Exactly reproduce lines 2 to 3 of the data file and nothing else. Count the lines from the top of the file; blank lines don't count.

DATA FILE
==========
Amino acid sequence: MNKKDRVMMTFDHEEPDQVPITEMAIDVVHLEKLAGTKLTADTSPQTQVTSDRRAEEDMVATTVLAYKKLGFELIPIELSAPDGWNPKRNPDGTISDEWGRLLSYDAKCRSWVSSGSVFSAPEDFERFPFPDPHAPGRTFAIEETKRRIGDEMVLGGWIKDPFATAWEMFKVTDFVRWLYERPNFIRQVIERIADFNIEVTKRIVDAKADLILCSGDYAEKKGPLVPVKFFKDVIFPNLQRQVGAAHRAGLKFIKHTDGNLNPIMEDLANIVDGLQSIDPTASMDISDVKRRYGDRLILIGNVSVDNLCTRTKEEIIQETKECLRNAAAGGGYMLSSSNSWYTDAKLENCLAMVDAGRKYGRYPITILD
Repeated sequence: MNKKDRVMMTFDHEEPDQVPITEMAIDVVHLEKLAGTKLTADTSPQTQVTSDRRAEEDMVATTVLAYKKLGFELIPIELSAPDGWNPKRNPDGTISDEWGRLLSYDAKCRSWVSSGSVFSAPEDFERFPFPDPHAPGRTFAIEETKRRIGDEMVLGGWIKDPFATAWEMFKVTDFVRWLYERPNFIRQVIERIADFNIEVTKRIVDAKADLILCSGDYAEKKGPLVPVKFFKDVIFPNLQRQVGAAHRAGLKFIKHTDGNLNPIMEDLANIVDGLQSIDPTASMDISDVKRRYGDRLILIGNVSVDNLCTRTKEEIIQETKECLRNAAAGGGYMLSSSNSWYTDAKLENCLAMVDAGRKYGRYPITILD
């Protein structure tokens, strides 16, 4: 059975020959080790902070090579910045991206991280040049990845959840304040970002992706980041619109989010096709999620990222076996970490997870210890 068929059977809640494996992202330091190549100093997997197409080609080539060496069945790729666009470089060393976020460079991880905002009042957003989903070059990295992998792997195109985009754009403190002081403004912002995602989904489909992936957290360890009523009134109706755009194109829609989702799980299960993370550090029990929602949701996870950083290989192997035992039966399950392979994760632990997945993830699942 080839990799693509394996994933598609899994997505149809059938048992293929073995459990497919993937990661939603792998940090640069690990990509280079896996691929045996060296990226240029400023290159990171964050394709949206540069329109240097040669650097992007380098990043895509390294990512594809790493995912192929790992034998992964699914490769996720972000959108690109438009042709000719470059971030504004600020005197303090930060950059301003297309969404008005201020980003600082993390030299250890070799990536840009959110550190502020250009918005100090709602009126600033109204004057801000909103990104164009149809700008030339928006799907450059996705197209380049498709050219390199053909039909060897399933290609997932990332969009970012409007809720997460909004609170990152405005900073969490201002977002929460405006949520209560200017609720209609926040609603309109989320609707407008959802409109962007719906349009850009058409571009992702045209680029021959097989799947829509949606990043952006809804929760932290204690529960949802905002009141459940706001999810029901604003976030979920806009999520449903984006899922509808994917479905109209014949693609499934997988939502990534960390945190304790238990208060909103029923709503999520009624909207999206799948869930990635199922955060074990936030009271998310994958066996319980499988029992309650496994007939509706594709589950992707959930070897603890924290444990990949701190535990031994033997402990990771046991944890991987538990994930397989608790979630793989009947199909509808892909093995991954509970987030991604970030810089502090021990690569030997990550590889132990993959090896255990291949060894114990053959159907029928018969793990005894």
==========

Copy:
Repeated sequence: MNKKDRVMMTFDHEEPDQVPITEMAIDVVHLEKLAGTKLTADTSPQTQVTSDRRAEEDMVATTVLAYKKLGFELIPIELSAPDGWNPKRNPDGTISDEWGRLLSYDAKCRSWVSSGSVFSAPEDFERFPFPDPHAPGRTFAIEETKRRIGDEMVLGGWIKDPFATAWEMFKVTDFVRWLYERPNFIRQVIERIADFNIEVTKRIVDAKADLILCSGDYAEKKGPLVPVKFFKDVIFPNLQRQVGAAHRAGLKFIKHTDGNLNPIMEDLANIVDGLQSIDPTASMDISDVKRRYGDRLILIGNVSVDNLCTRTKEEIIQETKECLRNAAAGGGYMLSSSNSWYTDAKLENCLAMVDAGRKYGRYPITILD
């Protein structure tokens, strides 16, 4: 059975020959080790902070090579910045991206991280040049990845959840304040970002992706980041619109989010096709999620990222076996970490997870210890 068929059977809640494996992202330091190549100093997997197409080609080539060496069945790729666009470089060393976020460079991880905002009042957003989903070059990295992998792997195109985009754009403190002081403004912002995602989904489909992936957290360890009523009134109706755009194109829609989702799980299960993370550090029990929602949701996870950083290989192997035992039966399950392979994760632990997945993830699942 080839990799693509394996994933598609899994997505149809059938048992293929073995459990497919993937990661939603792998940090640069690990990509280079896996691929045996060296990226240029400023290159990171964050394709949206540069329109240097040669650097992007380098990043895509390294990512594809790493995912192929790992034998992964699914490769996720972000959108690109438009042709000719470059971030504004600020005197303090930060950059301003297309969404008005201020980003600082993390030299250890070799990536840009959110550190502020250009918005100090709602009126600033109204004057801000909103990104164009149809700008030339928006799907450059996705197209380049498709050219390199053909039909060897399933290609997932990332969009970012409007809720997460909004609170990152405005900073969490201002977002929460405006949520209560200017609720209609926040609603309109989320609707407008959802409109962007719906349009850009058409571009992702045209680029021959097989799947829509949606990043952006809804929760932290204690529960949802905002009141459940706001999810029901604003976030979920806009999520449903984006899922509808994917479905109209014949693609499934997988939502990534960390945190304790238990208060909103029923709503999520009624909207999206799948869930990635199922955060074990936030009271998310994958066996319980499988029992309650496994007939509706594709589950992707959930070897603890924290444990990949701190535990031994033997402990990771046991944890991987538990994930397989608790979630793989009947199909509808892909093995991954509970987030991604970030810089502090021990690569030997990550590889132990993959090896255990291949060894114990053959159907029928018969793990005894």